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Tale as old as time 

by Sheri Boggs


"As the years passed he fell into deep despair and lost all hope... for who could ever learn to love a beast?" It's one of the most beautiful questions ever posed in American cinema. Disney's Beauty and the Beast opens with a series of stained glass panels that set up the story: A proud young man rebuffs the gift of a rose from an old crone who is really a beautiful enchantress in disguise. To teach him a lesson, she turns him into a beast -- a spell that remains permanent unless he can win the heart of another. Hearing those words in 1991, when Disney's Beauty and the Beast first opened, I remember a wave of goosebumps. This time, ten years later, I heard those words and felt goosebumps again. But this time, it was with a thrill of anticipation because the movie was about to start and I couldn't wait to see how it would look on the Big Screen.


The digitally re-mastered special edition IMAX release of Beauty and the Beast opens on Jan. 1, and all the old Disney magic is still there. Still, getting the movie ready for this particular big screen was no simple process. The original film, archived on 9,000 CD-ROMs, was painstakingly reformatted frame by frame for the five-story IMAX screen. The new version has digitally remixed sound to maximize the full audio capacities of an IMAX theater, and a new six-minute musical sequence has been added, complete with new scenes and a song intended for inclusion in the original.


With Fantasia 2000's success in the large-screen format -- it earned $60 million in its first year -- it's not surprising that IMAX and Disney would want to team up on another picture. And Beauty and the Beast, celebrating its 10th anniversary this year, seemed like the perfect choice, with its high degree of built-in popularity. Beauty and the Beast near single-handedly revived the movie musical and even injected new life into Broadway's flagging spirits. It was nominated for six Oscars, including Best Picture, the first and only time an animated picture has been nominated in that category. It received Best Song and Best Original Score nods for Howard Ashman and Alan Menken, who penned not only the memorable theme but also the lively showstopper "Be Our Guest" and Gaston's ode to his own manly self (with the hilarious line "as a specimen, yes, I'm intimidating").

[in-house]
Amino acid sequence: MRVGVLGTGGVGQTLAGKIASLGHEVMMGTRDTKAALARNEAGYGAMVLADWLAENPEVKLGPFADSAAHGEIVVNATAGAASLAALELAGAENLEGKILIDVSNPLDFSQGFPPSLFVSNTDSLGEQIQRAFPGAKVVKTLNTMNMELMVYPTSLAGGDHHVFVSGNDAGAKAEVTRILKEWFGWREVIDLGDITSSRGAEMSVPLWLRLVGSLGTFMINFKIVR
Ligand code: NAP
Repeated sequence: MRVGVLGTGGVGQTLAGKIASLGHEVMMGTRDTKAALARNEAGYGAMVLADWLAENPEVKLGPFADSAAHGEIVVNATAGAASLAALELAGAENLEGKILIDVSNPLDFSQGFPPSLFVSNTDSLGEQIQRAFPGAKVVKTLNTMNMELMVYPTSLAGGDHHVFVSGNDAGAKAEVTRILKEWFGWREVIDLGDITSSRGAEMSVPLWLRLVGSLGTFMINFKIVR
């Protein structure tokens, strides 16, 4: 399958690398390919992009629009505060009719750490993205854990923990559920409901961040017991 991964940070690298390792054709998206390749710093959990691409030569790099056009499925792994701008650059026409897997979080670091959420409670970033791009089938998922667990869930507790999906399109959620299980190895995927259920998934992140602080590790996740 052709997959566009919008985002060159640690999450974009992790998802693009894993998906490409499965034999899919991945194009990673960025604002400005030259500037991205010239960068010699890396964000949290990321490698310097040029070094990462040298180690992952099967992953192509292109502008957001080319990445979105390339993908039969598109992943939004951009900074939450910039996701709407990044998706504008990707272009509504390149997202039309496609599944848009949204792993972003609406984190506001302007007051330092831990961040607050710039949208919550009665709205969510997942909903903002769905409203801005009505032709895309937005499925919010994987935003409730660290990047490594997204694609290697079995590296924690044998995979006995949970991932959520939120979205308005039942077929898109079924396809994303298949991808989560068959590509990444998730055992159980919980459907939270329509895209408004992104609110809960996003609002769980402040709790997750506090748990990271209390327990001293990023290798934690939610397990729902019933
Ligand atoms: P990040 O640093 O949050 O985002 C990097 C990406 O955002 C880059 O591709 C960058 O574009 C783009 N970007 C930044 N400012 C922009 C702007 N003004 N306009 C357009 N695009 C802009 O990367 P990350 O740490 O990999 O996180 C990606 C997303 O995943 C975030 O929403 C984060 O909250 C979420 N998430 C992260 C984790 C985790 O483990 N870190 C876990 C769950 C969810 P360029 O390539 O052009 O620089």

But underneath its charms as a musical, Beauty and the Beast also is a film with incredible heart. It was in many ways the last truly innocent animated film Disney ever did, with its broad emotional sweep and its emphasis on story. Less calculated than many of the animated films to follow, Beauty relies not so much on celebrity voices as on how those voices infused each character with personality. Like other Disney films based on fairy tales, Beauty and the Beast is indelibly romantic, but in a much different way. Belle and the Beast are real characters, not flat prince and princess cutouts to move around the screen. An almost Gothic darkness suffuses the film, but at its glowing heart is a relationship to which many viewers can relate. Hidden fears and lost tempers gradually dissolve in the face of simple kindness, compassion and love. Early in the film, when Belle offers to stay at the Beast's castle in order to free her father, there is a tiny moment of recognition from the Beast that this is a courageous act the likes of which he's never seen before. It's a small and graceful thing, but huge in terms of the movie's emotional impact.


So how does a story like this translate to the amusement park specifications of an IMAX screen? Quite well, in fact. The sets and scenery were doubled in saturation, so that small background details -- like the gold of a chandelier or the deep mahogany shine of a table leg -- are just as rich and detailed as ever. A few of the scenes lend themselves remarkably well to this format, in fact. The first shot of Beast's castle is literally breathtaking, and Gaston's hunting lodge -- an antlered-and-hunting-rifled place where Papa Hemingway might have felt at home -- is, like Gaston, larger than life. A big part of IMAX's popularity is that little bit of vertigo the viewer gets with following movement, and happily, the ballroom scene delivers here. The spiraling "camera" angles and romantic sweep of the dance bring the viewer directly into the scene.


The new scenes are lovely as well; they don't necessarily add anything new to the story, but they do deepen the audience's understanding of the Beast's predicament. The musical number, "Human Again," underscores the fact that the castle furnishings -- the candlestick Lumiere, the clock Cogsworth and the venerable old teapot Mrs. Potts -- were all once human and hope to be so again someday. Accompanying the song is a wonderful castle-cleaning segment that foreshadows the film's popular ballroom scene.


Unfortunately, some things don't work quite as well as intended. Animators went in and fixed the details but not all of them. Some background characters have simple dot eyes and line mouths, which on this scale looks a little weird compared to the detailed features of the other characters. And the size of the screen is a problem as well: Belle is alarmingly elongated in some of the early scenes, making her look as if she'd be about nine feet tall and 86 pounds in real life.


These are small criticisms indeed, however. Not long into the experience, you forget you're watching an IMAX film and focus instead on the story.


Beauty and the Beast has the capacity to speak to us again, ten years later, and its message is especially important now. Courage and kindness are crucial qualities and finding beauty is especially important when times are dark.

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